This week's blog entry for the "Opening the Bible" blog at i.ucc focuses on one of the "terror texts" that is so often abused. It covers Jesus' teaching about divorce from Mark 10:2-16. This week's entry is called "Status"

Right in the middle of this week's reading from Mark (10:2-16) I found another of those oft-abused passages of scripture. Why do we use the Bible to cut people down?

On a first reading of this week's passage from Mark 10:2-16, it's easy to think, "Jesus stepped in it now! He took the Pharisee's bait and then even took thinks further. He kicked someone hurting from the pain of divorce when they were down.

And then it's time to dig deeper.

In Palestine at the time Jesus was speaking to the Pharisees, Jewish men held all the cards. When it came to divorce, they made the rules. The pharisees debated the rules and when divorce was legal, but the men still were the ones who did the divorcing. Women had no power in the situation. The pharisees brought Jesus a question that was a trap. He couldn't answer it without angering some.

I love the stories where Jesus gets to find the answer that leaves them speechless, however. He asked them what the law of Moses said. Then he answered a different question -- without dealing with the legality of things, (The rules for the "hard-hearted") Jesus talked about the ideal for marriage. He talked about it in equal terms with men and women.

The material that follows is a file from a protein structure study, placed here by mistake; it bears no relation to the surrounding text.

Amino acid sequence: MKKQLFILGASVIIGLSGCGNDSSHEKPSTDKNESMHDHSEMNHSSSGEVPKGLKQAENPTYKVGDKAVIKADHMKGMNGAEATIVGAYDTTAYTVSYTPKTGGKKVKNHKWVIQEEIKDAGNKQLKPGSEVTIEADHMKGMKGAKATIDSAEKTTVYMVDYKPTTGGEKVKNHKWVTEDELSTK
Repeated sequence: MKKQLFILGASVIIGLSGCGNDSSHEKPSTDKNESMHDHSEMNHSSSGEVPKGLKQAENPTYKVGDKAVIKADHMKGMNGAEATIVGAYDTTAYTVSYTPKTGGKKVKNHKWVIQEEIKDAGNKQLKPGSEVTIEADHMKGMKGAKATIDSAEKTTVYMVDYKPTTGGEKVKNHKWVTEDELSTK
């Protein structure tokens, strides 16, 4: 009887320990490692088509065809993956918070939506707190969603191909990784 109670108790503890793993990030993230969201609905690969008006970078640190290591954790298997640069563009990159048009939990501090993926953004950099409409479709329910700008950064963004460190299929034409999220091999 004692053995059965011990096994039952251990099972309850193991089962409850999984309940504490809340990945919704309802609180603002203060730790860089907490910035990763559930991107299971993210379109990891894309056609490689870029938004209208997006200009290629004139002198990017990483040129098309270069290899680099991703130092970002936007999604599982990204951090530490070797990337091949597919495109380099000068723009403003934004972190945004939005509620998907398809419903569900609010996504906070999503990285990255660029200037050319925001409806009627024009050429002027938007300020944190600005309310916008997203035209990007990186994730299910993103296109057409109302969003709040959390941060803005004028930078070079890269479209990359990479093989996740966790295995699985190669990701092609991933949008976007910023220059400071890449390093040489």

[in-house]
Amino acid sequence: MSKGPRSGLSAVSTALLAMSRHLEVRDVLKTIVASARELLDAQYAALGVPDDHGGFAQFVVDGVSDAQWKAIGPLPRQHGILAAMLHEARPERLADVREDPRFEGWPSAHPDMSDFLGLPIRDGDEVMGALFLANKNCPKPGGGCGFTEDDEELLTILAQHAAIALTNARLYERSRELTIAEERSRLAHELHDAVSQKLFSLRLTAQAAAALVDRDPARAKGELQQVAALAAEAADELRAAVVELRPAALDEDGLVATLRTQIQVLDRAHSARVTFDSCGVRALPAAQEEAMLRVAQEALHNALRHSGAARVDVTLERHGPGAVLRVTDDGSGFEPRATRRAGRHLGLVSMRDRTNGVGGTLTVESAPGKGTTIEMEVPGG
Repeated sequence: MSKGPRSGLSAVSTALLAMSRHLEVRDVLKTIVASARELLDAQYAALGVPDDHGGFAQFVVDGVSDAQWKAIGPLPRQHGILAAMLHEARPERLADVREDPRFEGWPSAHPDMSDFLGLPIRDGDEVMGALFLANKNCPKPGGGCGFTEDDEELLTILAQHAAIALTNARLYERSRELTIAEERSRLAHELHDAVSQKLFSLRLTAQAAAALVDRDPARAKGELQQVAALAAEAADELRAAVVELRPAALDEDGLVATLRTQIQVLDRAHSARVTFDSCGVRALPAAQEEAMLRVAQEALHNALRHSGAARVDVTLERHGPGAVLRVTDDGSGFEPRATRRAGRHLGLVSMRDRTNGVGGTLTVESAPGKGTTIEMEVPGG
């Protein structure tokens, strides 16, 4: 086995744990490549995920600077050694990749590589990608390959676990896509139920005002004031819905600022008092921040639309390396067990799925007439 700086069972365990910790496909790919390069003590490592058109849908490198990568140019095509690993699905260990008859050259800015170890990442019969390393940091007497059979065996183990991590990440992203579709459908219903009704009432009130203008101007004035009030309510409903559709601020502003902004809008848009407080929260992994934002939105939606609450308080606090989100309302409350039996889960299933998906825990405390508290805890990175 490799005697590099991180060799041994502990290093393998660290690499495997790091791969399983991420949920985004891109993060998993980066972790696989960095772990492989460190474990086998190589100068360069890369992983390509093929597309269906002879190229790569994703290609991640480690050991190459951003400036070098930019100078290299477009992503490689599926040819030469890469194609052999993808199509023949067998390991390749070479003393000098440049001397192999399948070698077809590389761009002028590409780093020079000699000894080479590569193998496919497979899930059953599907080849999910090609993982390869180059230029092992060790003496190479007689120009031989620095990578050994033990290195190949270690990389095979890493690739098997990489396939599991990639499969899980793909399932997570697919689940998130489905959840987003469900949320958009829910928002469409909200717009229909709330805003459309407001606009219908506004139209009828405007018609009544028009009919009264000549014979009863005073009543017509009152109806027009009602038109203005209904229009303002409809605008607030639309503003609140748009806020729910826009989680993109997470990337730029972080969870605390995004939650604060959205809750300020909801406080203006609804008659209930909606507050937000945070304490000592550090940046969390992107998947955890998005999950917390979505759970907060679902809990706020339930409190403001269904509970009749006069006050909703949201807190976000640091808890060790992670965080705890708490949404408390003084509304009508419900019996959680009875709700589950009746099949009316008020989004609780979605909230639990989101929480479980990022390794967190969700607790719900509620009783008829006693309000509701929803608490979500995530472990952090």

What? Equal terms? That can't be! Jesus lived in a time where women had no power or status. How could he talk about marriage and divorce with men and women on equal terms?
Well, he did. And not only with marriage and divorce, but with children too. He talked about them as being very valuable. Jesus took the trap and showed the pharisees and the disciples that marriage was intended to build up both of the people in the marriage. He showed the pharisees and the disciples that their rules caused trouble when they sought to use them to take power and persecute someone else.

I don't think Jesus ever intended us to take this passage of scripture and shun or chastise people who have suffered through abuse or who have lived through divorce after failed marriages. I do think that Jesus wanted married couples to take their vows seriously and to live their lives loving each other and living at peace with one another.

This passage shows that Jesus considers everyone worthwhile. No one is unimportant. Everyone is valuable. No one is better than another -- and everyone, as God's children, has the same status.

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